Posts Tagged ‘Work’

Displaying PDFs via the iPad

I used the iPad’s external screen output for the second time today (the first was trying out Chopper 2 with the TV as the screen and iPhone as controller) – this time not just as an experiment.

I have a set of revision worksheets (all PDFs that I inherited many years ago – I might have Word documents somewhere, but I’m not sure where).  Going over the questions in class, I can simply read the question out loud (but people don’t listen well enough and can’t ‘go back’ to it), or write it on the board (slow, handwriting code is problematic when you’ve got messy writing), but ideally it’s projected. Continue reading

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Mailbox flattening messages

The mailbox.py code does this to dump a message (e.g. when adding to a Maildir file):

def _dump_message(self, message, target, mangle_from_=False):
    # Most files are opened in binary mode to allow predictable seeking.
    # To get native line endings on disk, the user-friendly \n line endings
    # used in strings and by email.Message are translated here.
    """Dump message contents to target file."""
    if isinstance(message, email.Message.Message):
        buffer = StringIO.StringIO()
        gen = email.Generator.Generator(buffer, mangle_from_, 0)
        gen.flatten(message)
        buffer.seek(0)
        target.write(buffer.read().replace('\n', os.linesep))
    elif isinstance(message, str):
        if mangle_from_:
            message = message.replace('\nFrom ', '\n>From ')
        message = message.replace('\n', os.linesep)
        target.write(message)

(There’s a bit more that deals with other types of message).  Unfortunately, with some messages containing Unicode characters, this breaks with a UnicodeDecodeError:

Traceback (most recent call last):
  File "", line 1, in
  File "/usr/lib/python2.5/mailbox.py", line 245, in add
    self._dump_message(message, tmp_file)
  File "/usr/lib/python2.5/mailbox.py", line 203, in _dump_message
    buffer.seek(0)
  File "/usr/lib/python2.5/StringIO.py", line 106, in seek
    self.buf += ''.join(self.buflist)
UnicodeDecodeError: 'ascii' codec can't decode byte 0xd6 in position 106: ordinal not in range(128)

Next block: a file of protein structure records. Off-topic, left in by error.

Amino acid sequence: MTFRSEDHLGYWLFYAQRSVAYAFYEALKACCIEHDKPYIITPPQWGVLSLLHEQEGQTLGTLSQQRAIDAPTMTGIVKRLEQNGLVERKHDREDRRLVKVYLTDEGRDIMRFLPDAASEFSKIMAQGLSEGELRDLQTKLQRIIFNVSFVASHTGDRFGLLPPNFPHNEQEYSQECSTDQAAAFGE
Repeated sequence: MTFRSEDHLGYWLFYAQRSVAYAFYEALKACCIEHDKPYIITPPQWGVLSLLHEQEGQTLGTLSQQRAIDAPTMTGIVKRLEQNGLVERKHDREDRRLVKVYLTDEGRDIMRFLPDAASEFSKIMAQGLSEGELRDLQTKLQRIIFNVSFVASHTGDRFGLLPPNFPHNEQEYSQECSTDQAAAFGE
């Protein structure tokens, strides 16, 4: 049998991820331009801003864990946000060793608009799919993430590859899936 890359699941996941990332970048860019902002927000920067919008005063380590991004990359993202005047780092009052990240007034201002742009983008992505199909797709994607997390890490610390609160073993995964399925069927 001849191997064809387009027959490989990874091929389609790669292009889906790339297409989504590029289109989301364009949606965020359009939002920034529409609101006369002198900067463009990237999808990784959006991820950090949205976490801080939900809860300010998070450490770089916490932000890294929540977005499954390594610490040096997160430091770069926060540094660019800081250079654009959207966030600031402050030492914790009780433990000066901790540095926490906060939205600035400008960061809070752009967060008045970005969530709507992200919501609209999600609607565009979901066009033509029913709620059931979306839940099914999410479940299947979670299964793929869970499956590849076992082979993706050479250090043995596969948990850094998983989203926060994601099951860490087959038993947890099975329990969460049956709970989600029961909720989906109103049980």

The message does flatten with message.as_string() – or str(message) – without any problems.  I’m not really sure why mailbox.py doesn’t just use as_string(), rather than create a generator itself.  I’m also not totally sure where the error is coming from, especially since it happens inside of seek().

For now, I can just call mailbox.add() with msg.as_string(), rather than with msg directly, and it’ll work fine.  At some point, if I have time, I’ll revisit this and try and figure out if it’s a Python bug that should be reported.

D520 – Week Three

When planning the semester’s schedule for D520, I choose a few topics that seemed large and gave them a two-week time-slot.  One of these was chapter 4 of IronPython in Action, which covers duck typing, design patterns, and introduces the MultiDoc example that’s used throughout the middle section of the book.  One of the concepts that the course has always (at least, as long as I have known it) tried to push is the importance of design – not just user-interface design (although that’s both important and covered), but the importance of doing at least some planning before starting to write large amounts of code.  In the last couple of years, I’ve moved the course away from focusing on extensive formal design to also cover design patterns and testing (particularly automated testing, like unit tests).  Since this is such a major issue for the course, and since I planned on using MultiDoc as an example in class (I try to always have an example that continues on from week to week), this seemed like an obvious point for a two-week session. Continue reading

D520 Week Two

Here’s my material from the second week of “D520: Programming” (in IronPython).  The students got some brief notes [PDF] and the first proper lab exercise [PDF].  The recommended reading this week was a post by Lukas Mathis about poor hardware design (and lessons to be learnt), and a post by Wil Shipley about tracking down a Delicious Library bug.  The notes are again in four sections: textbook chapters (this week chapter 3, which is fairly essential reading), tools (same as last week, although I also recommended IronPython 2.6b2), key points, and example code (from chapter 3 of the textbook).  The lab exercise is a modification of one from last year (when it was in Visual Basic) – I’m trying to keep as many of the previous lab exercises as possible, so that there is still a tiny bit of continuity between 2008 and 2009. Continue reading